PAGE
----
Irrefutable proofHistorical Japanese documents that excluded the Dokdo islets from Tokyo’s territory have been discovered recently. Ordinance No. 24 proclaimed by Japan’s prime minister and Ordinance No. 4 by the Ministry of Finance in 1951 stated that Ulleung Island, the Dokdo islets and Jeju Island were not territories annexed by Japan.
Japan’s Foreign Ministry, however, says that the documents in question defined the scope of Japan’s administrative power, not the scope of territory. The ministry claims that the two ordinances were written by the General Headquarters of the Allied Forces that occupied Japan at the time, and that the scope of administrative power and the territorial boundary don’t always match.
This is a flimsy explanation. If Tokyo is confident that the documents wouldn’t shake its claim over Dokdo, why has it refused to publicize them? Tokyo made the documents public reluctantly after it was sued to reveal the information. And why were there ink smears all over the documents except on the title of the ordinances, making them difficult to read?
The existence of the documents confirmed once again Korea’s ownership over the Dokdo islets as we have maintained. Historically, Dokdo is certainly Korean territory. The dispute over the islets originated in Imperial Japan’s occupation of the Korean Peninsula.
Japan is trying to take its neighbor’s territory, passing responsibility over to the United States and talking about the difference between administrative right and territory, while it should be repenting for the aggressive war it waged in the past.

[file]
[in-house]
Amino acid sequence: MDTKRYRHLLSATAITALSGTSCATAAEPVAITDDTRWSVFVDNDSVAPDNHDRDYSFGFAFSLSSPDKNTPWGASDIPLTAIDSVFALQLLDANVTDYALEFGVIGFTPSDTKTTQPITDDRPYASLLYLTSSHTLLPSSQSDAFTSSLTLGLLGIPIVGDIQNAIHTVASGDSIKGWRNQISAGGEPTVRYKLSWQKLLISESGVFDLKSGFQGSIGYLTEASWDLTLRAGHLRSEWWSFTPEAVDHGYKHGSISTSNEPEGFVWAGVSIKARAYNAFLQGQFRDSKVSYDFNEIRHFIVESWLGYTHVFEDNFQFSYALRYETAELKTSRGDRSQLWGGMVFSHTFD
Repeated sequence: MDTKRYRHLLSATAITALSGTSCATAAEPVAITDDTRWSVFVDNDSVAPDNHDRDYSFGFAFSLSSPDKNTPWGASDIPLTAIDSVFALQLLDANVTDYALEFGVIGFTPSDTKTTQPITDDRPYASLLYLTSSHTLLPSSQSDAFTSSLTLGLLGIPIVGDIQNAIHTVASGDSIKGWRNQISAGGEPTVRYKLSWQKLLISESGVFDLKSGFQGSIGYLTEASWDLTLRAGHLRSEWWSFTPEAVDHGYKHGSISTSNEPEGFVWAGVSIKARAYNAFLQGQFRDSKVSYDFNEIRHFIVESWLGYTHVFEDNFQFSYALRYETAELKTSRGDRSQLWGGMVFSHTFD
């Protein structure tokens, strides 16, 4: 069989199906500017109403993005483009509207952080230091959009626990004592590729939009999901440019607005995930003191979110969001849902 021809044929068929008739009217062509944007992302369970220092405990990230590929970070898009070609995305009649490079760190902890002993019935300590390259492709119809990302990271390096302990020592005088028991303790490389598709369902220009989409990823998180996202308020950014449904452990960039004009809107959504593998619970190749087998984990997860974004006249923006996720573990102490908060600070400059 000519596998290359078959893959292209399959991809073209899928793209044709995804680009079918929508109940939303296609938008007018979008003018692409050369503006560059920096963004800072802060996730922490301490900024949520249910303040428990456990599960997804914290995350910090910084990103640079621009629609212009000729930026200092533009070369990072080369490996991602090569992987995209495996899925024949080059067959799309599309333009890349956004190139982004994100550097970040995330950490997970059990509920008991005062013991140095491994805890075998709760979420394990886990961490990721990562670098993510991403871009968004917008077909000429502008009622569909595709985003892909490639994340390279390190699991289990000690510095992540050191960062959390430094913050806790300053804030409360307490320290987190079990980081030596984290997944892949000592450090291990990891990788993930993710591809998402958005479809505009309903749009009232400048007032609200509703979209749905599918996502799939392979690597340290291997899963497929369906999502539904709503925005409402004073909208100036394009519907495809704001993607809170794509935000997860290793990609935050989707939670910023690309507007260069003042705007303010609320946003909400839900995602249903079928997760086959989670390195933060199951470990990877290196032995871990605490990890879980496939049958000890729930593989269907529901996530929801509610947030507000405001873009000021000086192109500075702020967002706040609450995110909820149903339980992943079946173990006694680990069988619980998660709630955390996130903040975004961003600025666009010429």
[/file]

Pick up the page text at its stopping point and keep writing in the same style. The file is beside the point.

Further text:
With the discovery of the documents, we see an urgent need to find further references and materials related to the issue and promote them so that our ownership over Dokdo is accepted by international society.
The person who discovered the prime ministerial ordinance was neither our government agency nor a research center but a third-generation immigrant in Japan, Lee Yang-soo. He sued Japan’s government to get the information publicized and received some 60,000 pages related to Korea-Japan meetings. After reading every page he discovered the document. We truly appreciate his efforts.
Last year, a Korean living in the United States reported that the U.S. Board on Geographic Names was about to change the key name listing “Dokdo” to “Liancourt Rocks” and prevented the move. Public institutions, such as the Northeast Asian History Foundation, that use taxpayers’ money must regret that they haven’t done much on the issue and work harder.